Scientists warned that the populations of insects in different parts of the world are steadily declining every year. According to a study carried out by scientists, population decline is happening in areas that are largely affected by human activity.
The study was published in the journal Science. It features an analysis of long-term surveys conducted on insect populations from 1925 to 2018.
Decline Of Insect Populations
Over the course of this period, over 166 surveys were carried out in 1,676 different sites. After analyzing the data collected through the surveys, a team of scientists discovered that about 0.92 percent of insect populations have been declining every year. This data translates to a decline of nine percent every 10 years. Although 0.92 percent a year doesn't seem a lot, insect populations will suffer a drastic decrease in the future if this trend continues. In about 30 years, the entire population will drop by about 24 percent. Then, in 75 years, the scientists projected that the insect population could decrease by about 50 percent.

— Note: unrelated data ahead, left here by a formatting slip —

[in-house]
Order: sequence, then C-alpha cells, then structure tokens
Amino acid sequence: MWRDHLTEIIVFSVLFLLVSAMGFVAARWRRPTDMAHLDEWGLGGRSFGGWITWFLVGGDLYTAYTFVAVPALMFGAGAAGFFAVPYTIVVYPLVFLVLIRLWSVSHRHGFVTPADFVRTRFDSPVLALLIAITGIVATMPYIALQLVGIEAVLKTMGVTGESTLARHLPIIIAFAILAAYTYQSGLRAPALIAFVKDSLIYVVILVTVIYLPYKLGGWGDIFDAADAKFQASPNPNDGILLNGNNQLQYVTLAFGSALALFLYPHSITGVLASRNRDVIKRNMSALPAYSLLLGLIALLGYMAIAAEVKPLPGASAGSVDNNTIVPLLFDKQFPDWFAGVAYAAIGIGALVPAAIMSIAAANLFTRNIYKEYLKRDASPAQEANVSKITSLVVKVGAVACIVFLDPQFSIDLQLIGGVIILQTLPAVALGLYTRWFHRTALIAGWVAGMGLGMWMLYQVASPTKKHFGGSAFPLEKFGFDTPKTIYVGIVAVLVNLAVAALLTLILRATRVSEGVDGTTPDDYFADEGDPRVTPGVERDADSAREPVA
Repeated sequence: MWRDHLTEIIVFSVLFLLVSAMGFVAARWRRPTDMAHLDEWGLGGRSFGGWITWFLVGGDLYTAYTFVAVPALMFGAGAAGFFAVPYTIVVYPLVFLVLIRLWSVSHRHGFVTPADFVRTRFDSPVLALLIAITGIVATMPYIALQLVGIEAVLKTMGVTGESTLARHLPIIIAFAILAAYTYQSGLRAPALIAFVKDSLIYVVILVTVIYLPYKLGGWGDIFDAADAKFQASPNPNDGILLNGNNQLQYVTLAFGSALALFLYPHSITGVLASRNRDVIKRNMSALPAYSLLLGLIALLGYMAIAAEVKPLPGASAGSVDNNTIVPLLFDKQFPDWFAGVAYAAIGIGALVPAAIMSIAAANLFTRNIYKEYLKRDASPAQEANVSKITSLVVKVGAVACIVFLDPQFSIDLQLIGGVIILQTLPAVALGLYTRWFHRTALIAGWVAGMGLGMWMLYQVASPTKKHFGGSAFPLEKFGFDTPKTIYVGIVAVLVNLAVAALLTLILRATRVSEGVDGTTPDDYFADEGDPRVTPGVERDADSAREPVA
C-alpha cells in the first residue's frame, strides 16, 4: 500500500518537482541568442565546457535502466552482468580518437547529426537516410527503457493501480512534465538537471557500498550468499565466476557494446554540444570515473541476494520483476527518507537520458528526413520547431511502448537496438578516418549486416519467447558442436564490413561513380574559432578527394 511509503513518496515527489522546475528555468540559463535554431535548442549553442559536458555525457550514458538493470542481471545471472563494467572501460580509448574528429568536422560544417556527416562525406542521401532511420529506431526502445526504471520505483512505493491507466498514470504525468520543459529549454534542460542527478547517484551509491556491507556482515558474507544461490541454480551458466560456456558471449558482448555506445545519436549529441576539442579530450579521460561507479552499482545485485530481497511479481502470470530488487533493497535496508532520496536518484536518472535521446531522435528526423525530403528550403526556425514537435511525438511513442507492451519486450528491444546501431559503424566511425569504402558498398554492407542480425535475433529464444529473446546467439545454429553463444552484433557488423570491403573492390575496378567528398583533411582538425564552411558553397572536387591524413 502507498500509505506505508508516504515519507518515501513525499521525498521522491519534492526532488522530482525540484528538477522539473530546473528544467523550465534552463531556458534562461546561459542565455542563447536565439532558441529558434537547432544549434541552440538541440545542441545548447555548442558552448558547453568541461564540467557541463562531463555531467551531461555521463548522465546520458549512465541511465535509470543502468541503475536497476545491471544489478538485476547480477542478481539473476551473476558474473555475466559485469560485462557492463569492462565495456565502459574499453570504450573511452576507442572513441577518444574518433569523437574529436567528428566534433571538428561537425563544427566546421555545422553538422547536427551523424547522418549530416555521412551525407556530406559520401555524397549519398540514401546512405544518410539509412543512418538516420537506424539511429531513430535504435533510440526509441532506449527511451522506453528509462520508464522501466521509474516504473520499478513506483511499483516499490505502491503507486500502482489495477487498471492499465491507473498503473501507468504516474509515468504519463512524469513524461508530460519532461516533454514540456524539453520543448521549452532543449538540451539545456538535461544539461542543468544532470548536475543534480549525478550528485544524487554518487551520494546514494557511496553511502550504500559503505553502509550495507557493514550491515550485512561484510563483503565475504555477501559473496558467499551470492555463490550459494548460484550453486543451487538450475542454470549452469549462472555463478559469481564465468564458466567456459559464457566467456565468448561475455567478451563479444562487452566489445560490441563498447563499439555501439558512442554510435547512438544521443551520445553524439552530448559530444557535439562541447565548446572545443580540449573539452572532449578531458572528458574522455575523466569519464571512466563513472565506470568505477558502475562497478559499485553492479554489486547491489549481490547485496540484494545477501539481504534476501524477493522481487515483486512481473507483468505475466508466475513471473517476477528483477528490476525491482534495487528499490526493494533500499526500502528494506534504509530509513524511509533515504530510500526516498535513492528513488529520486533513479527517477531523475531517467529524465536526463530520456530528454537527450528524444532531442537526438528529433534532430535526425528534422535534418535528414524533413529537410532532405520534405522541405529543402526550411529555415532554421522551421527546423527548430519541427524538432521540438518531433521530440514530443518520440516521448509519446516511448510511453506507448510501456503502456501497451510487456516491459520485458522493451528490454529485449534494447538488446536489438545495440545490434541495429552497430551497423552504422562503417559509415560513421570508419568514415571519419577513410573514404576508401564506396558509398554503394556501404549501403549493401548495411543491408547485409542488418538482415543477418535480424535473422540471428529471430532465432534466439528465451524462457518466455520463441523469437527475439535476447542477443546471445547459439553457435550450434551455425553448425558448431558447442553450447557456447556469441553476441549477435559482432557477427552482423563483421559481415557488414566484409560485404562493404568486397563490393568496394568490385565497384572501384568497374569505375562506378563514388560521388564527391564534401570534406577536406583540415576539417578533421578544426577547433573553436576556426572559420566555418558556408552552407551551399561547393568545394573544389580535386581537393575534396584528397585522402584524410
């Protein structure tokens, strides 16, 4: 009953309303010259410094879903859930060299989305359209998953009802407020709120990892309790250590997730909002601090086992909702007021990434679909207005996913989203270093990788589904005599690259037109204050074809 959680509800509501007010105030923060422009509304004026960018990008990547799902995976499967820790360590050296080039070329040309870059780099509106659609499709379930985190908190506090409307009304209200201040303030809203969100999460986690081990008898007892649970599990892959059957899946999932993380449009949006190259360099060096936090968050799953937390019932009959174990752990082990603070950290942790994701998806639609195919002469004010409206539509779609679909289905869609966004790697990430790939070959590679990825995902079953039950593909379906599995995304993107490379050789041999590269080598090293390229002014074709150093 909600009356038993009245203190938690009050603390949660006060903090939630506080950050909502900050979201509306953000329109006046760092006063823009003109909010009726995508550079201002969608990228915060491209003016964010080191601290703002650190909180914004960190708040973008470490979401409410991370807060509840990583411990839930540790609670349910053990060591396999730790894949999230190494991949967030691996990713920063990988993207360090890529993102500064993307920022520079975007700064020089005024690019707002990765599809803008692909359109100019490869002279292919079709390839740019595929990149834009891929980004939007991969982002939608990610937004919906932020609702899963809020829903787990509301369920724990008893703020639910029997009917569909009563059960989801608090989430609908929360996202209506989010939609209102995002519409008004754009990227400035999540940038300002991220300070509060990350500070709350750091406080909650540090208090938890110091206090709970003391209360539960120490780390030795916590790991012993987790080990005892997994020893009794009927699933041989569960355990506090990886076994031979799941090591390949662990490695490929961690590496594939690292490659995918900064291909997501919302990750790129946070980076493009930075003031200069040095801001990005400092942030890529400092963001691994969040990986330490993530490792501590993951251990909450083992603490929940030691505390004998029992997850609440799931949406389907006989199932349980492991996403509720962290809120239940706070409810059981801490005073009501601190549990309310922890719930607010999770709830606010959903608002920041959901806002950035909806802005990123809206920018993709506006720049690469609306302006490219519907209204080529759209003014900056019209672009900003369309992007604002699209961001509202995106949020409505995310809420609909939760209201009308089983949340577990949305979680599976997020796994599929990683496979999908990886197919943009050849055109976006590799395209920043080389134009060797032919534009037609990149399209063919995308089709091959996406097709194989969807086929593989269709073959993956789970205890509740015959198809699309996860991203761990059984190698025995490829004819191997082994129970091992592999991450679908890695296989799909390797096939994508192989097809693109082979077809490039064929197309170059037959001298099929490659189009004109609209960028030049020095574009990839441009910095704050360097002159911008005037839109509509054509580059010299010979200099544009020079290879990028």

"Insect declines happen in a quiet way and we don't take notice from one year to the next," ecologist Roel van Link of the German Center for Integrative Biodiversity Research and lead author of the study said in a statement. "It's like going back to the place where you grew up. It's only because you haven't been there for years that you suddenly realize how much has changed, and all too often not for the better."
Affected Insect Species And Habitats
After going through their data, the scientists were able to identify the types of insects that are most affected by the population decline. According to the study, flying and ground-dwelling insects experienced the most significant decline in population. Many of these types of insects live in areas affected by urbanization and human activity, which have been identified as the regions where population declines occur the most.
Insects that live in trees, on the other hand, have relatively stable populations according to the survey. Most of these kinds of insects live in protected sites, which means they are unaffected by the presence and activities of humans.